The Florist Lavender Thistle by Judy DarleyAs icy rain assaulted the windows, I resolutely pretended it was summer and sipped the Lavender Thistle (£7.95), chosen from the English Flower Garden section of the cocktail menu. Marrying Brockman’s blueberry gin, blueberry liqueur, lavender bitters and vanilla liqueur, and with a tangible hint of Palma Violet about it, this was the perfect accompaniment to my dessert. I’d decided to go all out on the floral theme and selected the elderflower meringue with caramelised peaches, dinky cubes of clear prosecco jelly, dabs of rich red raspberry coulis and a scattering of toasted almonds (£5.50). Light, luscious and perfectly indulgent, it was the ideal finish to a meal that had toyed with every tastebud without weighing me down.

The Florist Elderflower meringue dessert by Judy Darley

Mr J went with the waitress’s recommendation and wallowed happily in a warming sticky toffee pud, complete with toasted a sesame and peanut sauce topped with vanilla ice cream (£5.95).

It’s impressive to find a place that can create two very different meals for two utterly different palettes, and ensure that every bite, sip and lick is delicious. The secret to The Florist’s success lies in thoughtfully sourced, ultra fresh ingredients put together with care to create a dining experience that will feed all your senses.

Find The Florist at 69 Park Street, Bristol BS1 5PB, tel: 0117 2034284, theflorist.uk.com

Got an event, venue, challenge, competition or call for submissions you’d like to draw my attention to? Send me an email at judydarley(at)iCloud(dot)com.

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Book review – Meret Oppenheim: Works in Dialogue

Meret Oppenheim_Rintgenaufnahme des Schndels M.O._1964Has any book ever had a more intriguing title? In fact, the full title is Meret Oppenheim: Works in Dialogue from Max Ernst to Mona Hatoum. When I received this book to review, I admit, I knew little about the German-born Swiss painter and sculptor Meret Oppenheim, despite having been a fan of the surrealists since my teens. Reading this book I discovered that she was something of a phenomenon in her lifetime, managing to stand out amidst the extrovert eccentricity of the male-dominated Surrealist art scene.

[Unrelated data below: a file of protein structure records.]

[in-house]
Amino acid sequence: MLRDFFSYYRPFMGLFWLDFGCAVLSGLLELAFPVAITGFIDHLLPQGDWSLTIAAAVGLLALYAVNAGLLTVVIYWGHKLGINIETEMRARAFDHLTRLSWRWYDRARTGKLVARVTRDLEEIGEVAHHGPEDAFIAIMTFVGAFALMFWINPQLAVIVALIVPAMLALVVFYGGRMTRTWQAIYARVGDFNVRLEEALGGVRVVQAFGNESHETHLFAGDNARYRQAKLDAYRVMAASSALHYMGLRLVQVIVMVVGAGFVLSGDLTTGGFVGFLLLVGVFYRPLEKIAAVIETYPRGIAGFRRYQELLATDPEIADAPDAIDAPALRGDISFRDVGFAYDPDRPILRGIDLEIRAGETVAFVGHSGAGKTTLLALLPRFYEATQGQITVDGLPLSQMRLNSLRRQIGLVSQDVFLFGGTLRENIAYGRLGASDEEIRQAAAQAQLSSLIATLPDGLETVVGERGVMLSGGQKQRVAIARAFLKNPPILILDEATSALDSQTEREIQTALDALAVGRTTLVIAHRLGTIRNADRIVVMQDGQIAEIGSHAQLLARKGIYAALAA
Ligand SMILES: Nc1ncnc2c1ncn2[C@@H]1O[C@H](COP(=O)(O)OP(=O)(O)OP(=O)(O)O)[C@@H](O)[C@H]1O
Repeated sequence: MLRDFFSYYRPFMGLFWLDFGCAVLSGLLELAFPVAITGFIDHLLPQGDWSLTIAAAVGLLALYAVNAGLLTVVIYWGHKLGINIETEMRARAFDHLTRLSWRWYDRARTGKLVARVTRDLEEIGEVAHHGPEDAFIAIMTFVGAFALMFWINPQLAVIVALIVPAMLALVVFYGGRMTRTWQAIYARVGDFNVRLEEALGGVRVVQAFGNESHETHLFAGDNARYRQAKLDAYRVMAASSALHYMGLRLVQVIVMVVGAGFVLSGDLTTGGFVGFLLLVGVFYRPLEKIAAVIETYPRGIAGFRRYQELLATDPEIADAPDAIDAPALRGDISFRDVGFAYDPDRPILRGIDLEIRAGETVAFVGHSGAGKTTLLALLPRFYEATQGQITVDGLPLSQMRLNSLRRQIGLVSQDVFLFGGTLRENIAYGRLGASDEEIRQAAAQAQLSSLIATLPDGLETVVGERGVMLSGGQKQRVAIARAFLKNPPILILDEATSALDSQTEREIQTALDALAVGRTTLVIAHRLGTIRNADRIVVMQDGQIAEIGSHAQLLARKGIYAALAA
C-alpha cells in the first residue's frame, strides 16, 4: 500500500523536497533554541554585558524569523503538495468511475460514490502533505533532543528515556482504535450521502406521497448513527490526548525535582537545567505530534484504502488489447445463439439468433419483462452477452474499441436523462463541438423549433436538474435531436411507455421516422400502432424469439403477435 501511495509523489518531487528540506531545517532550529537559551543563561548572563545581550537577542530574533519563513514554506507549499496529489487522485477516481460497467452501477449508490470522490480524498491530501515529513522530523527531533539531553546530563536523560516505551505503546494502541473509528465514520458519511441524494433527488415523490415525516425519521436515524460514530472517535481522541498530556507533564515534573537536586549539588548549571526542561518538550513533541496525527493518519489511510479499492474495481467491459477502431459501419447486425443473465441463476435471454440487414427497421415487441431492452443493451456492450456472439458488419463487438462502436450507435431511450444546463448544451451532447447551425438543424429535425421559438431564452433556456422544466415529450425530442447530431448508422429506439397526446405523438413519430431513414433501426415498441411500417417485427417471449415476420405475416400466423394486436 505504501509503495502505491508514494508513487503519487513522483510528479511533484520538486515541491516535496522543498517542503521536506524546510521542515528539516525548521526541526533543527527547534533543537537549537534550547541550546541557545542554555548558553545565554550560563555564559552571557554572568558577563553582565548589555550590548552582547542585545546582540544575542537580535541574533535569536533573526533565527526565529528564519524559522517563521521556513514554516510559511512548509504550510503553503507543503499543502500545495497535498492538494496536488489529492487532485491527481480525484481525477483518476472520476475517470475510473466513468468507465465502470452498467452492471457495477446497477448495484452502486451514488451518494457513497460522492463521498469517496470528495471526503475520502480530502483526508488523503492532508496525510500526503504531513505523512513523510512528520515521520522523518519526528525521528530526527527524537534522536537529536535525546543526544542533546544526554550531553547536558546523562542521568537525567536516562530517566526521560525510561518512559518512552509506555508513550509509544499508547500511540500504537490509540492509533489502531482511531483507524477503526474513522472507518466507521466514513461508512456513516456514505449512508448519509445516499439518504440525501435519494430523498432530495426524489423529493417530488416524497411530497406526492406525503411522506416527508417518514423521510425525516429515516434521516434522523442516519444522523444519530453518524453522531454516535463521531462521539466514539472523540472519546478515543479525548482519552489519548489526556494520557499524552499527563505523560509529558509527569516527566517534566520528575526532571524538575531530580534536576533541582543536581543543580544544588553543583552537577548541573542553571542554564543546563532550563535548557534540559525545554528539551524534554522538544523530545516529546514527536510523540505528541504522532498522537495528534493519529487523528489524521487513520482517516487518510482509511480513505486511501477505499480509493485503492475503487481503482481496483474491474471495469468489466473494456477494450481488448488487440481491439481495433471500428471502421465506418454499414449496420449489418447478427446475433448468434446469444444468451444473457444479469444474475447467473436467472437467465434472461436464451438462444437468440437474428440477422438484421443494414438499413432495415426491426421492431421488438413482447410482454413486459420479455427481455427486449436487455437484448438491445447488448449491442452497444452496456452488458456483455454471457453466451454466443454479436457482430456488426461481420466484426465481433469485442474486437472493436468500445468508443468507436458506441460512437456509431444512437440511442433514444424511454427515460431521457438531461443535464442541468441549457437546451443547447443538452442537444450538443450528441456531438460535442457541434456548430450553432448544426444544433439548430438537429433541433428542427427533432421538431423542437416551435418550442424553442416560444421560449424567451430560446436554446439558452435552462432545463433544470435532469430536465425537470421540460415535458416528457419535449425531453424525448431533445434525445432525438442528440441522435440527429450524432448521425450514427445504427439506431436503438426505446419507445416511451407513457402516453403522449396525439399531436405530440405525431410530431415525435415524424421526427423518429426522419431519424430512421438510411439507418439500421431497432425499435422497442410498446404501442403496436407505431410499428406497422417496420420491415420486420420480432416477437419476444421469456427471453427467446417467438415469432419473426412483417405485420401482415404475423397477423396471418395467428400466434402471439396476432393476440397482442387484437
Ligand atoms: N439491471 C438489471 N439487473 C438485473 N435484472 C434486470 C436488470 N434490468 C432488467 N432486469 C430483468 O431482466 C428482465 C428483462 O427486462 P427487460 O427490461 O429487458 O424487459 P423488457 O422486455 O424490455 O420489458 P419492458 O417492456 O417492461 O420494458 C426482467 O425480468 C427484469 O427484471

This glorious book acts as a retrospective of the artist’s work, in the context of the time in which she created it, with insights into her influences and inspirations. Through the book’s editors art historian Guido Comis and museum director Maria Guiseppina Di Monte, we encounter Meret’s peers, friends and acquaintances, with accounts packed with absorbing titbits from her intriguing life. While her affiliations evidently impacted enormously on her creativity, she clearly helped to mould much of their output just as powerfully.

Handschuhe (Paar) by Meret Oppenheim, 1985

Handschuhe (Paar) by Meret Oppenheim, 1985

My favourite chapter in the book is written by Bice Cunger, which opens with a splendid sentence from Meret: “Men are a species as bizarre as women and, like then, caricatures of what they could be.” it’s a perfect example of the wry observation and light-hearted wisdom that infuses Meret’s work, reflecting her outlook and candour. While many of her paintings resemble scenes from the darker examples of fairytales, she never looses her focus on the absurdities of real life.

Vogel mit Parasit by Meret Oppenheim_1939

Vogel mit Parasit by Meret Oppenheim, 1939

It’s an extraordinary read, especially accompanied by lustrous photography of Meret’s unsettling yet appealing creations. There’s a stunning finesse to her sculptures, so that they’re at once elegant and discomfiting – a duality I find irresistible.

Das Paar by Meret Oppenheim, 1956, from a private collection

Das Paar by Meret Oppenheim, 1956, from a private collection

Published to accompany an exhibition at the Museo d’rate della Swizzeria Italiana, the tome humbly describes itself as a catalogue. In fact, it is a beautifully put together coffee table book worthy of treating as a work of art in its own right, yet packaged in such a way that you can draw it into your arms to shape and stimulate your own creative meanderings, just as Meret’s mind and spirit shaped and stimulated generations of artists, thinkers and innovators. Quite frankly, a fabulous last-minute Christmas present or New Year’s gift to yourself.

Meret Oppenheim: Works in Dialogue from Max Ernst to Mona Hatoum is published by Skira.

What are you reading? I’d love to know. I’m always happy to receive reviews of books, art, theatre and film. To submit or suggest a book review, please send an email to judydarley(at)iCloud.com.

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Poetry review – Sax Burglar Blues by Robert Walton

Sax Burglar Blues by Robert WaltonA verve for life rollicks beneath the poems in Robert Walton’s first collection for Seren. Pinned to the page, they jostle in place – I have the impression of them being eager to flurry off downstream, seeking new sights and new adventures.